• AWS:
    • AWS Accounts: Top-level container for isolating resources and billing.
    • AWS Resource Groups: Group resources based on criteria like tags.
  • Azure:
    • Subscriptions: Connect resources to billing and management boundaries.
    • Resource Groups: Logical containers to group resources together
  • Google Cloud:
    • Projects: Fundamental unit for organizing resources and permissions.
    • Folders: Create hierarchies within a Google Cloud Organization.
  • Oracle Cloud:
    • Compartments: Logical containers for resource isolation and access control.
    • Tenancy: The root resource container within your Oracle Cloud account.

f. Automation and Deployment

Automation and Deployment focuses on streamlining the creation, updates, and management of your cloud infrastructure. This eliminates manual configuration and ensures consistency and repeatability through automation. All major cloud providers (AWS, Azure, Google Cloud, and Oracle Cloud) offer various tools and services to achieve this. They all have Infrastructure as Code (IaC) solutions like CloudFormation, ARM templates, or Resource Manager that allow you to define your cloud infrastructure in code.

Additionally, they provide tools for Continuous Integration and Continuous Delivery (CI/CD) such as CodeDeploy, Azure Pipelines, or Cloud Build to automate the build, test, and deployment process for your applications.

Finally, some providers offer services like Systems Manager, Azure Automation, or Cloud Functions for automating specific tasks and configurations within your cloud environment. This automation approach saves time, reduces errors, and ensures consistent deployments across your cloud resources.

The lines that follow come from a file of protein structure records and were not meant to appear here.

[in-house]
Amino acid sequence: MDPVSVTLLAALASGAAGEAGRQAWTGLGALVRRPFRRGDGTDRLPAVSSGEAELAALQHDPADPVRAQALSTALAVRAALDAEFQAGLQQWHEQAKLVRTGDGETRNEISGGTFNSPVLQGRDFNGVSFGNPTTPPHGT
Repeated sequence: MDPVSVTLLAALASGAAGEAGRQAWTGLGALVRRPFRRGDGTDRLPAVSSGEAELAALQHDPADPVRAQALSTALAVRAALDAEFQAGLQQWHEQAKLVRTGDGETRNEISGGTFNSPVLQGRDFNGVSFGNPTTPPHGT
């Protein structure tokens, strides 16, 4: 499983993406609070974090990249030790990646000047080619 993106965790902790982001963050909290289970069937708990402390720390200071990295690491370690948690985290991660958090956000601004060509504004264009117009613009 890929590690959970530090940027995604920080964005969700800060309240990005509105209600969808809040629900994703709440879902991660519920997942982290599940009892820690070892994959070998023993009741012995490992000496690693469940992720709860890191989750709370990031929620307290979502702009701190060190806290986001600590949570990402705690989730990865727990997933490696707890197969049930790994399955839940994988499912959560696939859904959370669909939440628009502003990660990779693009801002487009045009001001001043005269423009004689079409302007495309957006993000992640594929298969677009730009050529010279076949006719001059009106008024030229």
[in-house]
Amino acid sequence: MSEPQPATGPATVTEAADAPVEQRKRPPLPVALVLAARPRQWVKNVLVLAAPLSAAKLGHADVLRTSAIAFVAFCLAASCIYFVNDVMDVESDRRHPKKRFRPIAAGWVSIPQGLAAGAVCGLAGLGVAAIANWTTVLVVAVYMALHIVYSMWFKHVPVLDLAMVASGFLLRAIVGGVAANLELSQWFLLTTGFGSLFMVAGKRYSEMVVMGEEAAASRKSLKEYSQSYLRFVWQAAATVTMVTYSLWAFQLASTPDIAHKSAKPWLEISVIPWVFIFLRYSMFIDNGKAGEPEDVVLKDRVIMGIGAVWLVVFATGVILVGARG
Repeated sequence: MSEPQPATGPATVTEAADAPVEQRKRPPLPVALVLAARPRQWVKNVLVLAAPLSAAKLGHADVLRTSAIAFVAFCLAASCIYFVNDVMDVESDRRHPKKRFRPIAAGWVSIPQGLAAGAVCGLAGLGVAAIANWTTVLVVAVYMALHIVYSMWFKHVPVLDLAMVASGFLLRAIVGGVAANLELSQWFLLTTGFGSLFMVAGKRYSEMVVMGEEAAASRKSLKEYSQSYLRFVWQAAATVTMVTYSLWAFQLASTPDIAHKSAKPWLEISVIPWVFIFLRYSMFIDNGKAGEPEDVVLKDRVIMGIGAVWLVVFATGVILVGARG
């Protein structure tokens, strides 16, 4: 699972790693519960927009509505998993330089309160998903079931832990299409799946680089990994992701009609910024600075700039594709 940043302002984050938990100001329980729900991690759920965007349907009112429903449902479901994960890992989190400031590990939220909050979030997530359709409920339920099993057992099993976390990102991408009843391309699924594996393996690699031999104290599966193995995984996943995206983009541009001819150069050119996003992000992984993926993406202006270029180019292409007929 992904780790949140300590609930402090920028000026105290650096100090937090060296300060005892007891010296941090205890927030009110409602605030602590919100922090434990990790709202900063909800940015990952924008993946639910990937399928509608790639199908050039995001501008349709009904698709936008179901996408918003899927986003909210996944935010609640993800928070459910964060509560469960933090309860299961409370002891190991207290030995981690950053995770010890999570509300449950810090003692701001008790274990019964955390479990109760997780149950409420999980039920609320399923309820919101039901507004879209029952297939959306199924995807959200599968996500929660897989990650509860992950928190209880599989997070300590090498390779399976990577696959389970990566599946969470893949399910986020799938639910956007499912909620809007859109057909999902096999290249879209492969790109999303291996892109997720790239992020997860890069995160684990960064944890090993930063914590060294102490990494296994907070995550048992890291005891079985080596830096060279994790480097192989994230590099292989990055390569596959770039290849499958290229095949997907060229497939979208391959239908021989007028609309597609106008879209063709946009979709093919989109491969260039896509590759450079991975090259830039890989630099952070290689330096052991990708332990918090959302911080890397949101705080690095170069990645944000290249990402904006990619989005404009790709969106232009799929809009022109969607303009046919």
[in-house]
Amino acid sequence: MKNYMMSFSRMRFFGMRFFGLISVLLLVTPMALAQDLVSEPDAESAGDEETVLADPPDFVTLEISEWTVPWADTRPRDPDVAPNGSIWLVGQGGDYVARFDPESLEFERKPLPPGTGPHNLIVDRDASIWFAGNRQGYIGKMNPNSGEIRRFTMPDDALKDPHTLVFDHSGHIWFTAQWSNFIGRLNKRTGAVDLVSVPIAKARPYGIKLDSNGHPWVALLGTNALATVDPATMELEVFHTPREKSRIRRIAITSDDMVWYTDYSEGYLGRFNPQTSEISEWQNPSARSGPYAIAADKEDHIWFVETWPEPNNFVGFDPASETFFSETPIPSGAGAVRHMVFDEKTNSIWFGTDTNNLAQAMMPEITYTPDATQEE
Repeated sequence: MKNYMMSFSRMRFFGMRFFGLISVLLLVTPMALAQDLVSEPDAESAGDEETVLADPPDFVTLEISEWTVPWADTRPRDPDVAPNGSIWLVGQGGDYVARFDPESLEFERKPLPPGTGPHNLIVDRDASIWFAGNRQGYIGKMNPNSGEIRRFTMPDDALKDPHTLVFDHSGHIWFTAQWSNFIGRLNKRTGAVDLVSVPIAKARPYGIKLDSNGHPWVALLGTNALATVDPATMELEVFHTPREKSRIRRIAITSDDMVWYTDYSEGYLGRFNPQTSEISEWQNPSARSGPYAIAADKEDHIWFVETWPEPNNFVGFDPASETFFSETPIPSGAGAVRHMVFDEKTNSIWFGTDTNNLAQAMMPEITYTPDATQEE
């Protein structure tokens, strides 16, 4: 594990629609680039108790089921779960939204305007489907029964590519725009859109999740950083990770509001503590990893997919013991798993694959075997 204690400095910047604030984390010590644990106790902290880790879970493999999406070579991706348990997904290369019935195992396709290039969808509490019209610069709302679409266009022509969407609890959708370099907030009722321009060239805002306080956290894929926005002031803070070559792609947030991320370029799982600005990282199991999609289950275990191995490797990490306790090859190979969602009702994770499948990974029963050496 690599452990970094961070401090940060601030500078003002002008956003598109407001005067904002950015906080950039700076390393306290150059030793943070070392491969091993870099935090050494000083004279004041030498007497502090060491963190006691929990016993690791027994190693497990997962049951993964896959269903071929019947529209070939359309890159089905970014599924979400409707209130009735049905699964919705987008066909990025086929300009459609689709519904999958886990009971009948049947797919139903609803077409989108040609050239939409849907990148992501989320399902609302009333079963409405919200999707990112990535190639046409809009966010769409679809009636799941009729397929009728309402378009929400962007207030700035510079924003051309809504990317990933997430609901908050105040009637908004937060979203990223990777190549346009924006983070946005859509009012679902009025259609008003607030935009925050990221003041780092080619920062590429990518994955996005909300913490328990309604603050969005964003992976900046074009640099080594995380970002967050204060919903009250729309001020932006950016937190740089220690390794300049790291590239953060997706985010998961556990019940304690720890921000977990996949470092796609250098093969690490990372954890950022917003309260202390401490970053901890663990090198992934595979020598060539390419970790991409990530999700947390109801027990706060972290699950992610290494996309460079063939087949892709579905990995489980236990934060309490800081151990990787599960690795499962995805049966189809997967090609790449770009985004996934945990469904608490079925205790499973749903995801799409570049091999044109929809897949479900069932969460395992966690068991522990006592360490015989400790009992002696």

• AWS:
    • AWS CloudFormation: Infrastructure as Code (IaC) using templates.
    • AWS CodeDeploy: Automates application deployments.
    • AWS Systems Manager: Configures and manages EC2 & on-premises instances.
  • Azure:
    • Azure Resource Manager (ARM) templates: IaC in JSON format.
    • Azure Pipelines: CI/CD for building and deploying cloud applications.
    • Azure Automation: Process automation for tasks and configuration.
  • Google Cloud:
    • Cloud Deployment Manager: IaC for resource creation and configuration.
    • Cloud Build: CI/CD for building, testing, and deploying to Google Cloud.
    • Cloud Functions: For event-driven automation.
  • Oracle Cloud:
    • OCI Resource Manager: IaC using Terraform stacks.
    • OCI DevOps: CI/CD tools and services for deployment pipelines.

g. Operations and Monitoring

Operations and Monitoring is crucial for maintaining the health, performance, and visibility of your cloud environment. It allows for proactive management and quick identification of potential issues. All major cloud providers (AWS, Azure, Google Cloud, and Oracle Cloud) offer comprehensive monitoring services. These services typically collect metrics, logs, and other data points from your cloud resources to provide insights into their health and performance. Tools like CloudWatch, Azure Monitor, or OCI Monitoring are central to this function. Additionally, they offer features for log storage, analysis, and visualization through services like Cloud Logging, Log Analytics, or OCI Logging. This combined approach allows you to monitor resource utilization, identify performance bottlenecks, troubleshoot errors, and proactively address potential problems before they impact your cloud workloads.

  • AWS:
    • Amazon CloudWatch: Logs, metrics, alarms, and dashboards.
    • AWS X-Ray: Analyzes and debugs distributed applications.
    • AWS Personal Health Dashboard: Personalized status of AWS services.
  • Azure:
    • Azure Monitor: Collects metrics and logs on Azure resources.
    • Azure Log Analytics: For analyzing log data.
    • Azure Service Health: Personalized view of Azure service health.
  • Google Cloud:
    • Cloud Monitoring: Collects metrics and logs.
    • Cloud Logging: Log storage and analysis.
    • Cloud Trace: Traces application performance and latency.
  • Oracle Cloud:
    • OCI Monitoring: Collects metrics on OCI resources and applications.
    • OCI Logging: Centralized log management system.

4. Other important Cloud Landing Zone Considerations